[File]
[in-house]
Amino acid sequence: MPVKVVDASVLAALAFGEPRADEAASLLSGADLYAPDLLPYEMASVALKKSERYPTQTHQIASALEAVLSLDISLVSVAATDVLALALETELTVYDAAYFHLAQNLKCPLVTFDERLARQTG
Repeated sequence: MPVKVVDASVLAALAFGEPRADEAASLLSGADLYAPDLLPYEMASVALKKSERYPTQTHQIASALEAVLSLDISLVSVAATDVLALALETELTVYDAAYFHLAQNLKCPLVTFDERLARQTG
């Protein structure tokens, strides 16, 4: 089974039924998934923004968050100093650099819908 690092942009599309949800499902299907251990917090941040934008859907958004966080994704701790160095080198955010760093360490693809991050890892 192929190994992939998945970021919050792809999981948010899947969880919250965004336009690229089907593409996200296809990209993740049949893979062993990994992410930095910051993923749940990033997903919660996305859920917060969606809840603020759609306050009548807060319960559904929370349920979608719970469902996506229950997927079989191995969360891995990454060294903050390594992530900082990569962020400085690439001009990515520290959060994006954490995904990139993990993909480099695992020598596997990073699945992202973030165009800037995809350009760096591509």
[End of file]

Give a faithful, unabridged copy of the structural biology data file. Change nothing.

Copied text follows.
[in-house]
Amino acid sequence: MPVKVVDASVLAALAFGEPRADEAASLLSGADLYAPDLLPYEMASVALKKSERYPTQTHQIASALEAVLSLDISLVSVAATDVLALALETELTVYDAAYFHLAQNLKCPLVTFDERLARQTG
Repeated sequence: MPVKVVDASVLAALAFGEPRADEAASLLSGADLYAPDLLPYEMASVALKKSERYPTQTHQIASALEAVLSLDISLVSVAATDVLALALETELTVYDAAYFHLAQNLKCPLVTFDERLARQTG
């Protein structure tokens, strides 16, 4: 089974039924998934923004968050100093650099819908 690092942009599309949800499902299907251990917090941040934008859907958004966080994704701790160095080198955010760093360490693809991050890892 192929190994992939998945970021919050792809999981948010899947969880919250965004336009690229089907593409996200296809990209993740049949893979062993990994992410930095910051993923749940990033997903919660996305859920917060969606809840603020759609306050009548807060319960559904929370349920979608719970469902996506229950997927079989191995969360891995990454060294903050390594992530900082990569962020400085690439001009990515520290959060994006954490995904990139993990993909480099695992020598596997990073699945992202973030165009800037995809350009760096591509």